In this clip, Linda Fisher invites the observing teachers to share their insights into the re-engagement lesson. Each teacher was asked to observe a pair of students in the fifth grade classroom during the Public Lesson.
LINDA FISHER: I’d now like to open it up to observers, if you want to comment on some of the mathematics that you saw, or some aspects of the lesson that you found interesting…
TEACHER 1: What I noticed that I really liked about the process was that when you put the problems up on the board, the different solutions, and they weren’t quite accurate, and the kids could look at them, and they started thinking about them. They could see where the person who did that problem got their answer, or could have misunderstood what it was asking. They could walk through, or talk through it and say, “Okay, that’s how the got there.” The one with one cream, two chocolate, for example. The one you showed where there were 9 creams and 18 chocolates. I think it was the boys in the back right corner were saying, “They misunderstood the problem. They were thinking 9, they were taking the 9 and thinking they had to times that by the 1 and by the 2. That’s how they came up with it. But they weren’t thinking about, or they didn’t catch the ‘in all’, so what they needed to see was there were 9 cups in all, and then go and figure out from there.” I really liked that they could take those problems, or answers that you posed to them. They could see where another student could have misinterpreted the problem, or where they went wrong. Or maybe not “wrong”, but off the wrong track.
TEACHER 2: And I like the process of reengagement because it gives them a chance, just like we were able to have a chance to be exposed to the methods and the problems and kind of have a rough idea of what to expect. Like today, to give them a chance to work it out without any prior knowledge of all the different methods of solving a problem, let them work it out the way they want to work it out, and then be exposed to how other people work it out. Then also to have the chance to work it out again, to see how other people got their reasoning. That further increases their understanding, and increases their logic. That communication, I think, is very important because especially in math, I don’t think we’re encouraging our students often enough to communicate with our words – written or verbally – about how we solve our problems. I think that just helps pull in those struggling students, and helps encourage those stronger students. What one student may be struggling with, he may be strong in maybe drawing something, or working it out with manipulatives. To give them the opportunity just further encourages them in terms of furthering their mathematical understanding. Also, it furthers the teacher’s understanding, in terms of “What does this student need, and how does this student learn, and how can I further support them?” Because if we’re just expected to have the students work it out with the algorithm, I think we’re losing a lot of students. And I think we’re cheating them. So I think this process is amazing, and I think that having them go back and correct their work is just a great thing for them, with the correcting pens. And even encouraging them, “See how many ways you can get the correct answer. Or see how many ways you can figure out how they got the wrong answer.” It just furthers their understanding. I think that’s great.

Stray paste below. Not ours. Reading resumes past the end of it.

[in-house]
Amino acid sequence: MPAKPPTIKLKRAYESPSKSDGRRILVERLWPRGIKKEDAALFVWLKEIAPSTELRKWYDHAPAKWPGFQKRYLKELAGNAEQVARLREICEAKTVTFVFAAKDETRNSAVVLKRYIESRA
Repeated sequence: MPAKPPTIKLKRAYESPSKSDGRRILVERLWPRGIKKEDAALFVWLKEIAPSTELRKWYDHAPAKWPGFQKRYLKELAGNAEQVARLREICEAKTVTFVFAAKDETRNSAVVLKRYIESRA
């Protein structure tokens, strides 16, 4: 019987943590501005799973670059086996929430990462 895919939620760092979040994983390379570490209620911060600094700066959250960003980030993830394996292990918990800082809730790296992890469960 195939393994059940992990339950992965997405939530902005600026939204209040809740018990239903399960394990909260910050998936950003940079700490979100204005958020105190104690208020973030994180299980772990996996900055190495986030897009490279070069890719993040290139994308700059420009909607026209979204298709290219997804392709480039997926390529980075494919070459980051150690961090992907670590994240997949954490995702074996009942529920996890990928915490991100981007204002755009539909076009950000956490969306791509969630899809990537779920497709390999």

JEAN LIU: I think this method is great for teachers, because when a child comes up with something completely new that I haven’t even, you know, I didn’t even think about. I noticed Hillary was clicking too, like “Okay! All right!” Usually, at that “clicking” moment for me, I have the child come up and teach. So they’re teaching the class a new method, and reaching to kids that I don’t reach to. I find that often in this class.
HILLARY LEWIS-WOLFSEN: The observing teachers were all from our school, Forest Park. They represented grades 1-6, as well as both administrators and a long-term substitute (who was hired on full time for our site the following school year). This was the first lesson study experience for most of the people there. As a result of this experience, we have a lesson study team based at Forest Park this year.
LINDA FISHER: In my years teaching mathematics, I've learned that kids need to have their misconceptions confronted head-on. With re-engagement, we thought, let’s take that and pose them as dilemmas for kids to think about – get them talking about why some of these common things don’t make sense. That way, we can bring a focus on the mathematics and the concept, rather than solely on the solution and the answer.
When I work with teachers, they want to know what to do in terms of remediation. Teachers usually confront student mistakes by going back to a clean slate and start at ground zero. But there’s something profoundly different about reteaching than teaching it for the first time. When you go back to do a re-teaching leson, you don’t want to start as if people have never learned things. You want to get students to let go of why what they’re doing doesn’t work. Teachers need to find a way in to facilitating the conversation, to helping students see why what they’re doing doesn’t work. That’s one kind of reengagement: having kids reach the conclusions.
One of the critical things is that kids have a lot of mathematical ideas that teachers don’t see. My “hidden” agenda is to get teachers to be able to read student work and make sense of what they’re not understanding. Everyone with the wrong answer doesn’t need the same kind of help. In learning to classify student errors, we want teachers to tease out what are the different kinds of help, and why are they different, because they’re based on different mathematical ideas.